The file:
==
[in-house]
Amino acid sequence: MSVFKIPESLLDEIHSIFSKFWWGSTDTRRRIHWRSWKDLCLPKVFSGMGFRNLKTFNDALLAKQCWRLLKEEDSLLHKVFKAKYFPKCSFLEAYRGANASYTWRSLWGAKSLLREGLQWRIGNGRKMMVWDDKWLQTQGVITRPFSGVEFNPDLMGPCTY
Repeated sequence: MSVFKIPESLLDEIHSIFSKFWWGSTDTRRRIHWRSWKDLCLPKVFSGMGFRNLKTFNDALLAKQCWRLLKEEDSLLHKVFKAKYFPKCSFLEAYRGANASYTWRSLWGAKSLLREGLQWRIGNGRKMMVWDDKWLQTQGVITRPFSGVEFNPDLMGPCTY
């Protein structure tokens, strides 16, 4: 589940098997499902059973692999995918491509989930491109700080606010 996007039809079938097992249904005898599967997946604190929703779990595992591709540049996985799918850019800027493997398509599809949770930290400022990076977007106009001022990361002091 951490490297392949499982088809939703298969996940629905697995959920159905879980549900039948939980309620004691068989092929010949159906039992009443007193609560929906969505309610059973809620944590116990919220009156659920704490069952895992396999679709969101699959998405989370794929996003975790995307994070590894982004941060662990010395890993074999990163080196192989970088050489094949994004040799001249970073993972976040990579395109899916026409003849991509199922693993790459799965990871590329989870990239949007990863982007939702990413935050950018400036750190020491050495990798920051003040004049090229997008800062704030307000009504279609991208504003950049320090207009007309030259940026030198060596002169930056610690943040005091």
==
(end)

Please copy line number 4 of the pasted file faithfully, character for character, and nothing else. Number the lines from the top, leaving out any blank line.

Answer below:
């Protein structure tokens, strides 16, 4: 589940098997499902059973692999995918491509989930491109700080606010 996007039809079938097992249904005898599967997946604190929703779990595992591709540049996985799918850019800027493997398509599809949770930290400022990076977007106009001022990361002091 951490490297392949499982088809939703298969996940629905697995959920159905879980549900039948939980309620004691068989092929010949159906039992009443007193609560929906969505309610059973809620944590116990919220009156659920704490069952895992396999679709969101699959998405989370794929996003975790995307994070590894982004941060662990010395890993074999990163080196192989970088050489094949994004040799001249970073993972976040990579395109899916026409003849991509199922693993790459799965990871590329989870990239949007990863982007939702990413935050950018400036750190020491050495990798920051003040004049090229997008800062704030307000009504279609991208504003950049320090207009007309030259940026030198060596002169930056610690943040005091």